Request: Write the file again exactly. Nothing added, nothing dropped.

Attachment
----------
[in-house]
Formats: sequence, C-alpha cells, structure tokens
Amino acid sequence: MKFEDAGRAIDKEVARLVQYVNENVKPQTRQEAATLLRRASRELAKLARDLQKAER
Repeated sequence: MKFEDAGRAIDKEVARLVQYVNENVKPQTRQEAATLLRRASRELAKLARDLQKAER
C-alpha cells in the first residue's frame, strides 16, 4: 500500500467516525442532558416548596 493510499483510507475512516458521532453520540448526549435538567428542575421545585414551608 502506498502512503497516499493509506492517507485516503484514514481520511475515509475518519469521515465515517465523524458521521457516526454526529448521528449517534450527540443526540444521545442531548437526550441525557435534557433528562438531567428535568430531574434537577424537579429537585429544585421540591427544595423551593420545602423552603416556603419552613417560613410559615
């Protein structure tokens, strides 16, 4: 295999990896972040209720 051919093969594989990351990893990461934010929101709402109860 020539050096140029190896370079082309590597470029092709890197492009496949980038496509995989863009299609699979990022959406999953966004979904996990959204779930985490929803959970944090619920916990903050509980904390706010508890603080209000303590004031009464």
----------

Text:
[in-house]
Formats: sequence, C-alpha cells, structure tokens
Amino acid sequence: MKFEDAGRAIDKEVARLVQYVNENVKPQTRQEAATLLRRASRELAKLARDLQKAER
Repeated sequence: MKFEDAGRAIDKEVARLVQYVNENVKPQTRQEAATLLRRASRELAKLARDLQKAER
C-alpha cells in the first residue's frame, strides 16, 4: 500500500467516525442532558416548596 493510499483510507475512516458521532453520540448526549435538567428542575421545585414551608 502506498502512503497516499493509506492517507485516503484514514481520511475515509475518519469521515465515517465523524458521521457516526454526529448521528449517534450527540443526540444521545442531548437526550441525557435534557433528562438531567428535568430531574434537577424537579429537585429544585421540591427544595423551593420545602423552603416556603419552613417560613410559615
């Protein structure tokens, strides 16, 4: 295999990896972040209720 051919093969594989990351990893990461934010929101709402109860 020539050096140029190896370079082309590597470029092709890197492009496949980038496509995989863009299609699979990022959406999953966004979904996990959204779930985490929803959970944090619920916990903050509980904390706010508890603080209000303590004031009464």